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  1. #11
    Quote Originally Posted by Fred View Post
    I agree with magicniner. A cheap PC is much better. I tend to go for a Dell as even the newer ones can still come with a parallel port.


    Had an old Dell P4 and 512Mb Ram. Windows Xp. Bought from boot sale for 20E. It was ancient when i bought it. Used it everyday on my CNc for a couple of years, no filter, no cover, no aspiration on machine. Once per year blow away the 20mm at least dust accumulated inside. Workshop inside 50 degrees C in summer, inside the Dell, who knows how much. Gave it to a friend for his machine. As i decided i need bigger monitor in the garage. So its still kicking. Meanwhile 2-3 dead expensive laptops, phones, etc. The ones that have "time fuse", when warranty expires, fuse blows

    So Dell is the Name.
    project 1 , 2, Dust Shoe ...

  2. #12
    Quote Originally Posted by magicniner View Post
    You can download a bootable CD image with Linuxcnc and you can buy a very good second hand desktop PC for 50.
    I'm a massive fan of component systems where all your eggs ( Pounds Stirling ) are not in one basket ;-)

    - Nick
    And if you want to, you can boot from a USB stick as your hard drive giving you more towards an SSD hard drive with out the expense.

    I watched this last night, if your a geek (I like to pretend I'm one) you'll enjoy it, it's the first quarter mostly as he's talking about LinuxCNC and the typical XYZ cutting machines we build, BUT he also covers other stuff that I think would be good for a few here to listen to, Linux not really being real time and so on.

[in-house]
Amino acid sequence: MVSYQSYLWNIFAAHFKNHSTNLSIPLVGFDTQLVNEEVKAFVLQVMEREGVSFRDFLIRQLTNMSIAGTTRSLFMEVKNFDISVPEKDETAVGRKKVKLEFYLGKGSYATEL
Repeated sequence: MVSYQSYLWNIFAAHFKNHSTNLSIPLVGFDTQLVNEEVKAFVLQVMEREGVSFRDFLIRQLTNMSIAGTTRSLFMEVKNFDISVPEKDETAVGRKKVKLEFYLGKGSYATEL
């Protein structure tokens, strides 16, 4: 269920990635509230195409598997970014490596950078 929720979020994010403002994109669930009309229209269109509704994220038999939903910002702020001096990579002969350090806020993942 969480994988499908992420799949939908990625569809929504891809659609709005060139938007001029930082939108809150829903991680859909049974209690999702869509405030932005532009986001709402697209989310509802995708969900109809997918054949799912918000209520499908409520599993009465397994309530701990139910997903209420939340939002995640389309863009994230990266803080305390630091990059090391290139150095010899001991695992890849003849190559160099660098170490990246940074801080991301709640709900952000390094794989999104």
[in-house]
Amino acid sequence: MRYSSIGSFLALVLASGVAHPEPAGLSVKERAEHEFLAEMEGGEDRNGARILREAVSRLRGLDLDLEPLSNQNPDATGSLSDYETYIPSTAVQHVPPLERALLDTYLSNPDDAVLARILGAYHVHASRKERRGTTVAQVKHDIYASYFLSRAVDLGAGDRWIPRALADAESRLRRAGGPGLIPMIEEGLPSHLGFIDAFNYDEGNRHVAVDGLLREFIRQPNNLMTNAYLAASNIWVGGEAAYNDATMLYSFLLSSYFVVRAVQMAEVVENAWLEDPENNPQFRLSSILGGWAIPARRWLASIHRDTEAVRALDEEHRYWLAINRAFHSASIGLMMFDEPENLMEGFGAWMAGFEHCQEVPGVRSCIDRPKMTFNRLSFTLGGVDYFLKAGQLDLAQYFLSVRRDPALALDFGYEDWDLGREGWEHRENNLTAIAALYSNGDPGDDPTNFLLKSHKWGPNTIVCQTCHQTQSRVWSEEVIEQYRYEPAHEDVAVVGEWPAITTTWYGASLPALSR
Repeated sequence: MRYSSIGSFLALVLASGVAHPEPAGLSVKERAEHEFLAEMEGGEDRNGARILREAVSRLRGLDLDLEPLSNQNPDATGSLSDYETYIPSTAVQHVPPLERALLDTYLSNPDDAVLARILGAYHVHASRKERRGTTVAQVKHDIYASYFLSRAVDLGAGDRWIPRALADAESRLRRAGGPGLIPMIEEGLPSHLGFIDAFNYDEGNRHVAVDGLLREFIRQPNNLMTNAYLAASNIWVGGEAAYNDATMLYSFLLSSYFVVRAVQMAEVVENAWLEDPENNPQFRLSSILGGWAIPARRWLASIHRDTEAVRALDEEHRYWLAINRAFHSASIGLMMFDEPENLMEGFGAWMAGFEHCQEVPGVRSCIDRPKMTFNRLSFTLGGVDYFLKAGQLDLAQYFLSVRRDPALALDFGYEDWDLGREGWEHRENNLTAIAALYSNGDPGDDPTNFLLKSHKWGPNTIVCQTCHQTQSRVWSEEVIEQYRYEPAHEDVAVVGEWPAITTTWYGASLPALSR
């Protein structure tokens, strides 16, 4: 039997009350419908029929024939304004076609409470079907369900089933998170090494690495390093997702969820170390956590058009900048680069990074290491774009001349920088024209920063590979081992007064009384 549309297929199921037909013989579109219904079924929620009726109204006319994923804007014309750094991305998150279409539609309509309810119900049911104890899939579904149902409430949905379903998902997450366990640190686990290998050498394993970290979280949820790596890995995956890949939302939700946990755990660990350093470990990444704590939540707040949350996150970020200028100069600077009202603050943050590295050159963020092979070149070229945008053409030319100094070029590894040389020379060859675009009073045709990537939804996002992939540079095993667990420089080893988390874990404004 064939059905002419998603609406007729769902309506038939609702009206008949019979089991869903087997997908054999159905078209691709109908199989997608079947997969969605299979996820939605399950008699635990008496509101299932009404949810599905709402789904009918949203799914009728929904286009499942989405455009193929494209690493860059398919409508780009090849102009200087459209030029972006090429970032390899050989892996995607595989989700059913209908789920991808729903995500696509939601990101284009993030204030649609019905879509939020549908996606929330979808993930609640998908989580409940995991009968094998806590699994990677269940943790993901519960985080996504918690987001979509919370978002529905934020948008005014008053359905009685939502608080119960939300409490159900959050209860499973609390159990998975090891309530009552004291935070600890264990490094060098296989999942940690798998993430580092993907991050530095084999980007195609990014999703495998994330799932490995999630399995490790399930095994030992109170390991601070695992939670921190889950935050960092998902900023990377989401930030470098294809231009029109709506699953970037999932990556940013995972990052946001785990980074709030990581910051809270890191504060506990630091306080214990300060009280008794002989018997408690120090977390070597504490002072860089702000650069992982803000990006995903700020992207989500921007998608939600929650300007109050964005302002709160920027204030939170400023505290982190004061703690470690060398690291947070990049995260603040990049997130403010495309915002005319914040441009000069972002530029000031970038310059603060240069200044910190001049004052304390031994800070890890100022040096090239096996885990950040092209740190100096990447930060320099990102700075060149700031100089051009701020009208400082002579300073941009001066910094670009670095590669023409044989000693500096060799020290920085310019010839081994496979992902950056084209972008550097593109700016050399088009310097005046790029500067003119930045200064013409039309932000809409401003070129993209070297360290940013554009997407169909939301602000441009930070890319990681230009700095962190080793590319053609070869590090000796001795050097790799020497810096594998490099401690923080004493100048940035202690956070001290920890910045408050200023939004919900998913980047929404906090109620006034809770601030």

Something else I want to say to people out there is, don't let the "Linux" in LinuxCNC put you off because it's not all about terminals, servers, typing commands and all the other things you would associate with "Linux"...

    ...what you on about yes it is, yea but only if you want to get into that side of it, once your booted up, your looking at a GUI in the same way you would be looking at Mach...if you wanted to you could also boot with a/the GUI for Linux, once booted up (like a windows machine) your looking at a traditional desktop your used to seeing, OK it's not cosmetically identical but it's the samething, so off you go using it like any other PC (Windows/Apple).

    Final thoughts...
    Watch the video, drop your thoughts on the associations, then go have a look at what exactly it is you'll be using with LinuxCNC because it's not geek (unless you want that).

    Last edited by Lee Roberts; 24-04-2016 at 01:24 PM.

  3. #13
    I was also a bit surprised that someone is making a fuss about having a setup utility. My copy of LinuxCNC has one anyway, and it's really not that difficult to follow. I think that there is a reasonable argument that if you don't understand enough to fill in the gaps, then you probably don't understand the machine too well. But, folks have different ideas. I come from a very technical background; it's clear from some of the questions posted in this forum that many people don't.

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